Clearing Up the Confusion: Understanding Accessibility Codes for Continuing Care Communities

Josh Rucker

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Sep 30, 2022

A continuously aging American population coupled with a cultural sense and yearning for independence has helped to increase the demand for retirement communities with different levels of care. Often referred to as Continuing Care Retirement Communities (CCRCs), these facilities are popping up throughout the United States. In addition to providing residents with access to a variety of supportive services, like health care, personal and social services, these facilities help residents maintain a more independent lifestyle while allowing them the opportunity to age-in-place.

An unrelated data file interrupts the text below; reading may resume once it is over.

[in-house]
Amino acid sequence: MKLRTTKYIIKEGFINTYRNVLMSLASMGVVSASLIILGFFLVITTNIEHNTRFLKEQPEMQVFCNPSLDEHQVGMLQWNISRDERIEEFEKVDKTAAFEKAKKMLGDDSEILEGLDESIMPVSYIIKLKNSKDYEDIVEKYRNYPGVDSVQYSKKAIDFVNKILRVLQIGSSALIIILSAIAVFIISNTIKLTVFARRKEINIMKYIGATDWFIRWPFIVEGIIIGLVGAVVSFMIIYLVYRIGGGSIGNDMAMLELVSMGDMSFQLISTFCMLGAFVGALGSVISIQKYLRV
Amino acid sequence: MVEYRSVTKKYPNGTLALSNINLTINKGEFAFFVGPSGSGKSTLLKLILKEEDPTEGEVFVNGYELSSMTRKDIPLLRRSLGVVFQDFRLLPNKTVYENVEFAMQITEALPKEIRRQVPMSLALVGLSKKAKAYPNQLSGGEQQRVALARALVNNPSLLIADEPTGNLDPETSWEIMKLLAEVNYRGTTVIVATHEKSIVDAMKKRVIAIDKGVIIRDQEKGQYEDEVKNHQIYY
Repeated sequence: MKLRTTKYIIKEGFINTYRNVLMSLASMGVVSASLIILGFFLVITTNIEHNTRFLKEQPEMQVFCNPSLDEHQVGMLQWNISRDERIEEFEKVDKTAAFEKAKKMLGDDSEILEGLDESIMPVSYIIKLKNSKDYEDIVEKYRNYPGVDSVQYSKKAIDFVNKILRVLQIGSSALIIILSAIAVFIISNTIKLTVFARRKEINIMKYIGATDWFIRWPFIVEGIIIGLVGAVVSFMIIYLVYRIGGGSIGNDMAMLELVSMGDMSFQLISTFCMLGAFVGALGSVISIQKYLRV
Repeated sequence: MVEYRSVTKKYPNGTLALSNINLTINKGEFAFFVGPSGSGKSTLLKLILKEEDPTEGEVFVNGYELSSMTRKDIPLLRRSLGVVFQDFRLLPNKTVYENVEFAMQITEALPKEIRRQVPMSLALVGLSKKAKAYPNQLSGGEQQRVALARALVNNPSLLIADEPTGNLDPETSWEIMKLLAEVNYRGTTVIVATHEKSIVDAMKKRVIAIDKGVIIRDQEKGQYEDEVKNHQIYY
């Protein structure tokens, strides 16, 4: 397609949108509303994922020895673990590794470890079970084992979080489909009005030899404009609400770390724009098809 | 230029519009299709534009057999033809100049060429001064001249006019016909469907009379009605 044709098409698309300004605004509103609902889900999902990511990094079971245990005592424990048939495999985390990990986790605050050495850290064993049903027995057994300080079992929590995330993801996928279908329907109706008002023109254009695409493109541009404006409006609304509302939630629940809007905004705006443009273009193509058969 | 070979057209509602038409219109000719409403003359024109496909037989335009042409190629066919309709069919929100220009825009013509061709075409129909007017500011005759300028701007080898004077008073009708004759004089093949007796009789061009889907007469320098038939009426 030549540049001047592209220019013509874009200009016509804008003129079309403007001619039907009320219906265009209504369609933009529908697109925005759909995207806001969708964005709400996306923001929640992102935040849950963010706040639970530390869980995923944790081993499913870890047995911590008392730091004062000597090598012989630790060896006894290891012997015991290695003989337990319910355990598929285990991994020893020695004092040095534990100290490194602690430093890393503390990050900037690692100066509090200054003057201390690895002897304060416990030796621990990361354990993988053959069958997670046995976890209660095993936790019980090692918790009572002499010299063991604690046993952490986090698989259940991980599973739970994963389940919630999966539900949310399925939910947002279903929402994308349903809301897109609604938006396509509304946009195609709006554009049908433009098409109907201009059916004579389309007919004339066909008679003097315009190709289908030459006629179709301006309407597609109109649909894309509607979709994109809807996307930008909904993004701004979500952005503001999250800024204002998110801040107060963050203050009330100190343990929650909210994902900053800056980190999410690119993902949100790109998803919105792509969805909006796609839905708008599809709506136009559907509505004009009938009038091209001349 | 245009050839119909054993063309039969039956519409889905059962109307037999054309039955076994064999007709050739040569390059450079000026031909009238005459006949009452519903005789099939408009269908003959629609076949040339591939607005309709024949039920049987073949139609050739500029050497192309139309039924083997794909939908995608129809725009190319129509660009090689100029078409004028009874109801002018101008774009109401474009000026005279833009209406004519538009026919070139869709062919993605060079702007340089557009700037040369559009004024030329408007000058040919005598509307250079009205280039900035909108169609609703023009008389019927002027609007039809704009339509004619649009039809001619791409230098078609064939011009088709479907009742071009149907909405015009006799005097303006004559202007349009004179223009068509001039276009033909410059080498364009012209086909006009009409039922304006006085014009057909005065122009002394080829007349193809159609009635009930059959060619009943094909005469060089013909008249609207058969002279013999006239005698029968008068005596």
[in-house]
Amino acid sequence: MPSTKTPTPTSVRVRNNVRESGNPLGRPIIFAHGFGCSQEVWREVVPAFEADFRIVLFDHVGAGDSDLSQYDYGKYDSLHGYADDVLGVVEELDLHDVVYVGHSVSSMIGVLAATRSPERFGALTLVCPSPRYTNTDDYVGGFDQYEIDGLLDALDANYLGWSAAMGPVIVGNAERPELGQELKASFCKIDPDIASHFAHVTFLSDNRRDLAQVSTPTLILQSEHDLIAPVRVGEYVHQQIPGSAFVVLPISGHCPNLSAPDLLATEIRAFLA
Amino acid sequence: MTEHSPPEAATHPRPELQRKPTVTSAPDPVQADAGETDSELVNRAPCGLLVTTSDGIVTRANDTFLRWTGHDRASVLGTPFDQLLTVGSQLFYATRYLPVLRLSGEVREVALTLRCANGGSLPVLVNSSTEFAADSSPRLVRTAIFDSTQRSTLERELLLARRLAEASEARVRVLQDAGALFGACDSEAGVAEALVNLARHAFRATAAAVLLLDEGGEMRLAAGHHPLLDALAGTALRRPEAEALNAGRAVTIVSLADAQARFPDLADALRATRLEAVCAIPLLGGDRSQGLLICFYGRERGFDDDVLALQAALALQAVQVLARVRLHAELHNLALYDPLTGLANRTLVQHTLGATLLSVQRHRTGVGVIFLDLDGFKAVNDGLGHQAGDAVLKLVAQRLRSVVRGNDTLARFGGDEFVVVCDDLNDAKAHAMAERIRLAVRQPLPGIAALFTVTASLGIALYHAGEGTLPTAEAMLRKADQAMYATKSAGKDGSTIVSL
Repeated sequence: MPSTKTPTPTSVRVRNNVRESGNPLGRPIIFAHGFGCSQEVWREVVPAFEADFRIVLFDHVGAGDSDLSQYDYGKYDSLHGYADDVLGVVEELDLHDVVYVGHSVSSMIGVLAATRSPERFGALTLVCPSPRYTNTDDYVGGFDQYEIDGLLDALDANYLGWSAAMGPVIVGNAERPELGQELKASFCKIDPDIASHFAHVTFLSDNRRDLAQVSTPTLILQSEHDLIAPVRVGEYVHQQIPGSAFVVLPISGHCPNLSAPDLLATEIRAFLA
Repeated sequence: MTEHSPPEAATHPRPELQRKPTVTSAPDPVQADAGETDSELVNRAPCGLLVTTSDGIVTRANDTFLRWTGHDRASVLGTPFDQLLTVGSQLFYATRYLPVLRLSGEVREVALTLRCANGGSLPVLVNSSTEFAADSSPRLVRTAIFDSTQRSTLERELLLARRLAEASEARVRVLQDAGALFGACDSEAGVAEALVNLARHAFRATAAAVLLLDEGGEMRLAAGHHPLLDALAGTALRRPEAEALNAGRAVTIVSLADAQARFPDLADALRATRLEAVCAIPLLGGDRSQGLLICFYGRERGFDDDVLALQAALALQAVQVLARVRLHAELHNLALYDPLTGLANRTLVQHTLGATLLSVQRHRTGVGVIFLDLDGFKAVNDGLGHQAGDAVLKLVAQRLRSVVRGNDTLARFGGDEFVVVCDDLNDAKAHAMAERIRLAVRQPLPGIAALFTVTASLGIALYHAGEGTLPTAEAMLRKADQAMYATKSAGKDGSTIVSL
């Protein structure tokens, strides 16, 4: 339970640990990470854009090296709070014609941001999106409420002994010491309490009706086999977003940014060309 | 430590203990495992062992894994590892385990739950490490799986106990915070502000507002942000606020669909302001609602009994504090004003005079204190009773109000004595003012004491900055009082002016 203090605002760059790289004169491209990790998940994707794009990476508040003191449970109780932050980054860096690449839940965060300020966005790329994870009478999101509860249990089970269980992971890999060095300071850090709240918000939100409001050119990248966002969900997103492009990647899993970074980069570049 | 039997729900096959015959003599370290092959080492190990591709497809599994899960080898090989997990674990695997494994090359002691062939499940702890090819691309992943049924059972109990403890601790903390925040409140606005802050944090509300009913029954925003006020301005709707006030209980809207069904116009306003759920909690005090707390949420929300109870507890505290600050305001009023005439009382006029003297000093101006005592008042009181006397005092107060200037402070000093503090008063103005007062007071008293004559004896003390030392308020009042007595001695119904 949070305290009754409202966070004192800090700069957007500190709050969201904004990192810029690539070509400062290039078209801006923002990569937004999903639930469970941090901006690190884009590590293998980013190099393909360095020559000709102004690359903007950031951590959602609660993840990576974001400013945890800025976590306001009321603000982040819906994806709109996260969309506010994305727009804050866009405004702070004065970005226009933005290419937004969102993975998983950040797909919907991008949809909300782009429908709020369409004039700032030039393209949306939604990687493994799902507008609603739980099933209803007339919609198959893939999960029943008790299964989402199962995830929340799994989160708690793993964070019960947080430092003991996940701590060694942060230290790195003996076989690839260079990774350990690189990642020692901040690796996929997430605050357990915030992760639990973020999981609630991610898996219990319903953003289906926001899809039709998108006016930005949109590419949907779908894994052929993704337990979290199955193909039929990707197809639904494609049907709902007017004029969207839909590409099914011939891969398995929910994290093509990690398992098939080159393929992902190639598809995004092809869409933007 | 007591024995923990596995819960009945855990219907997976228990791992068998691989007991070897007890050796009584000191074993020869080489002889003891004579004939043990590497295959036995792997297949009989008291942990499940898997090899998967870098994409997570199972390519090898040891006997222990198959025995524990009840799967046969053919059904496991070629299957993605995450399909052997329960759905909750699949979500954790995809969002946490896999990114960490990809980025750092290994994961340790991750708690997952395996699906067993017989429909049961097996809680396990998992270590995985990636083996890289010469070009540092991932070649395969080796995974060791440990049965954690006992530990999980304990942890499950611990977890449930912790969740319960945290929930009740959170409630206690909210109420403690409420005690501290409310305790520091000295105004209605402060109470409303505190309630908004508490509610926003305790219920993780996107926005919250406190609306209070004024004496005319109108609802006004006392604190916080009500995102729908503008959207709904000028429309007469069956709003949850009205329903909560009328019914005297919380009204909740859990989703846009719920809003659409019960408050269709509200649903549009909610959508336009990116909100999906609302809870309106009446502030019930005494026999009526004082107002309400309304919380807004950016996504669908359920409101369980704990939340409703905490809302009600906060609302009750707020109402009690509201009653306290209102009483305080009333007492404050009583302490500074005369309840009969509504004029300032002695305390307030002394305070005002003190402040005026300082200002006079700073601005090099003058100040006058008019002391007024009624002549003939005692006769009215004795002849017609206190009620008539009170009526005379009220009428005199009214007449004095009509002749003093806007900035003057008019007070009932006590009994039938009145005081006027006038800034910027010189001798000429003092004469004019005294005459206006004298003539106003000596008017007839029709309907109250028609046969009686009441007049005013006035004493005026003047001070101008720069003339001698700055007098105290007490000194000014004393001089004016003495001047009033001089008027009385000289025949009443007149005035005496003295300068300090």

Unfortunately, accessibility provisions under local building codes and federal standards often come to a head when trying to understand the level of accessibility required in such facilities. We outline some of the applicable provisions that need to be considered when assessing accessibility.

The Difference Between Building Codes and Federal Accessibility Provisions

Without going into great detail, it is important to know the difference between building codes and federal accessibility standards. For residential facilities that provide a continuum of care, there is often a disparity between building code accessibility provisions and federal accessibility standards. This can lead to varied interpretations by those having enforcement responsibilities.